The idea of finding love online isn’t so far-fetched anymore

In March 2020 Caitlyn swiped right. It’s been a whirlwind ever since


Caitlyn is a sophomore who over a year ago met her current boyfriend on Tinder thirteen months ago. While they had been talking since that swipe in March, the two were not able to meet in person until four months later in July when they had their first date. Walking around her hometown of Marshfield, the two spent the day exploring and getting to know one another face-to-face. Now that they are back on the UMass campus, the two can see each other much more frequently.

While actually meeting a person may be difficult due to the rise and fall in case numbers, the online world is unlimited in opportunities. Because of this, many students are turning to platforms such as Tinder, Bumble, and OkCupid to find new relationships (and hook-ups). A survey conducted at UMass Amherst said that 62.7% of respondents have used dating apps in the past.

Dating apps have seen a surge in popularity and usage throughout the pandemic. Back in March 2020, Tinder reported their highest amount of swipes ever in a single day, with over 3 billion having taken place. And while everyone uses them in different ways, these online platforms are allowing new connections to be made online without the risk of the pandemic.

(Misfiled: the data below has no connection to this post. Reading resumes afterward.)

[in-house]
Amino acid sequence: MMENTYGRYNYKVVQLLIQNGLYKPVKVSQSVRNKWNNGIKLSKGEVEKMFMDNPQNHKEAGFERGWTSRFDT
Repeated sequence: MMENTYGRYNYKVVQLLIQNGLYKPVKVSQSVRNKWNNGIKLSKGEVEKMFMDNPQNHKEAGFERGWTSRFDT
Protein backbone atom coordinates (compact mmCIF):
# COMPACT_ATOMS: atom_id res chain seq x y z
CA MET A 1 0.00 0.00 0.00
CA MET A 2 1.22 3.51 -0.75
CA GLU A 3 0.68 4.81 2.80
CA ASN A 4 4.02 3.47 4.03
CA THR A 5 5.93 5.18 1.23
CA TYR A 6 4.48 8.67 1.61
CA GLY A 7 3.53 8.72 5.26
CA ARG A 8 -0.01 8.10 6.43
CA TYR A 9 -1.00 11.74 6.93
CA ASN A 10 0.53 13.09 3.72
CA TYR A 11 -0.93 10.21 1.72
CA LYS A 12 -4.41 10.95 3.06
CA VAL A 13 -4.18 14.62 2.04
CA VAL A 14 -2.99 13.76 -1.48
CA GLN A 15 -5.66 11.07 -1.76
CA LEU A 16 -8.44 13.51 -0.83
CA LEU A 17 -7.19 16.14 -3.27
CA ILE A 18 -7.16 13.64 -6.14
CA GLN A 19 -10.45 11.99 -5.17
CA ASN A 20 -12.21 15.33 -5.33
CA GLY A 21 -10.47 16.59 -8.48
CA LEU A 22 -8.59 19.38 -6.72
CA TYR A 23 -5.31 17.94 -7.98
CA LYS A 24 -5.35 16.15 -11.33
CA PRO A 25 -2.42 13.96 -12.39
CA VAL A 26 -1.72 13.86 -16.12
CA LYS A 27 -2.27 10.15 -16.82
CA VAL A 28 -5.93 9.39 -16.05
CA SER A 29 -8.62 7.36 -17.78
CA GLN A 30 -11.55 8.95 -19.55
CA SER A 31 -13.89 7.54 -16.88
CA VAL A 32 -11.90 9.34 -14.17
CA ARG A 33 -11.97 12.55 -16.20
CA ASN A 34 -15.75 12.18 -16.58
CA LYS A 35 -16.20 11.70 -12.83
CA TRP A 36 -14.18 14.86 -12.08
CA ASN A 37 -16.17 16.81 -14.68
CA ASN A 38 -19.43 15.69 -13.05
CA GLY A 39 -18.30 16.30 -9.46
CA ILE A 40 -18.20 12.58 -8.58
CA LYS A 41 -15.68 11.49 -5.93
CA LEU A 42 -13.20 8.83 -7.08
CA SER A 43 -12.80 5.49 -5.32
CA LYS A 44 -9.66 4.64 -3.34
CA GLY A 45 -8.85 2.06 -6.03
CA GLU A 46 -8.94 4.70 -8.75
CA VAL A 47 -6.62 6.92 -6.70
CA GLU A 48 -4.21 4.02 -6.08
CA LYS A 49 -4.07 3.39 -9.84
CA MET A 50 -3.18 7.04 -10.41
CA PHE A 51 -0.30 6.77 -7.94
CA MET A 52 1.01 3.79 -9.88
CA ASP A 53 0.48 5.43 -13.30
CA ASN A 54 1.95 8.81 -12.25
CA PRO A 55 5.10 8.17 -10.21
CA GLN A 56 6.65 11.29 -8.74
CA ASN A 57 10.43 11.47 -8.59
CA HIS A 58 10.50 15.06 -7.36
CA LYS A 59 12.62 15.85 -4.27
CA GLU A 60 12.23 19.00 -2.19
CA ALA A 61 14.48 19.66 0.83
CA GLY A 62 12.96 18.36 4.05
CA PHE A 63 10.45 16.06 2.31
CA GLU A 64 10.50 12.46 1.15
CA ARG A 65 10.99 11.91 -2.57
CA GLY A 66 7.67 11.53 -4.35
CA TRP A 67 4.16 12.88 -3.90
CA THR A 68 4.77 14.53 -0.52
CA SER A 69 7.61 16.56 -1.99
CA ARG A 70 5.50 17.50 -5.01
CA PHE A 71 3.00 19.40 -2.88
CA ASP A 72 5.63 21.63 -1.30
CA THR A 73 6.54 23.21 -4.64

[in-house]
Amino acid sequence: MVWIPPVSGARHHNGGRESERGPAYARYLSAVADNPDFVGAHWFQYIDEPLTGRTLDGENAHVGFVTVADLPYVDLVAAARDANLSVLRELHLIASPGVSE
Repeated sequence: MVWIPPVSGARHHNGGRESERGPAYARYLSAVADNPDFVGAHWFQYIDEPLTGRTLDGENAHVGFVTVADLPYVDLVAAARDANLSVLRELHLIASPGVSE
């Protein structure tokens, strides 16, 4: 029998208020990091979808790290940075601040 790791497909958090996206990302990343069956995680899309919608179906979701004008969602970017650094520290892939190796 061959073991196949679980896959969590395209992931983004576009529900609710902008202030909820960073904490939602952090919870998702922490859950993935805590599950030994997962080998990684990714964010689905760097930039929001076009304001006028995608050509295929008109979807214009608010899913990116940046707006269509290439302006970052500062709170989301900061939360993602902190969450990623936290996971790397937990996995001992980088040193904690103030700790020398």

Caitlyn says that having to see each other over the weekends while battling both long-distance and pandemic was hard but worth it. She credits the app for the relationship because they likely never would have met due to having different social groups. She started using dating apps in order to find a relationship and did so successfully.

With limitless opportunities, not all users are following the same path online. Abygale, a freshman from Maryland, is not looking to meet up with anyone just yet, instead of swiping for the thrill of it.

Mainly using Tinder and Bumble, Abygale uses it as a joke or form of entertainment. Having never met up with anyone in person nor pursuing a romantic relationship, she prefers to swipe when she’s bored or looking to kill time. Abygale finds it fun but is not interested in starting a relationship with someone she met online.

And she is not alone, the survey found that only 33% of respondents see dating apps having a positive impact on their romantic lives.


Email Elizabeth at [email protected]

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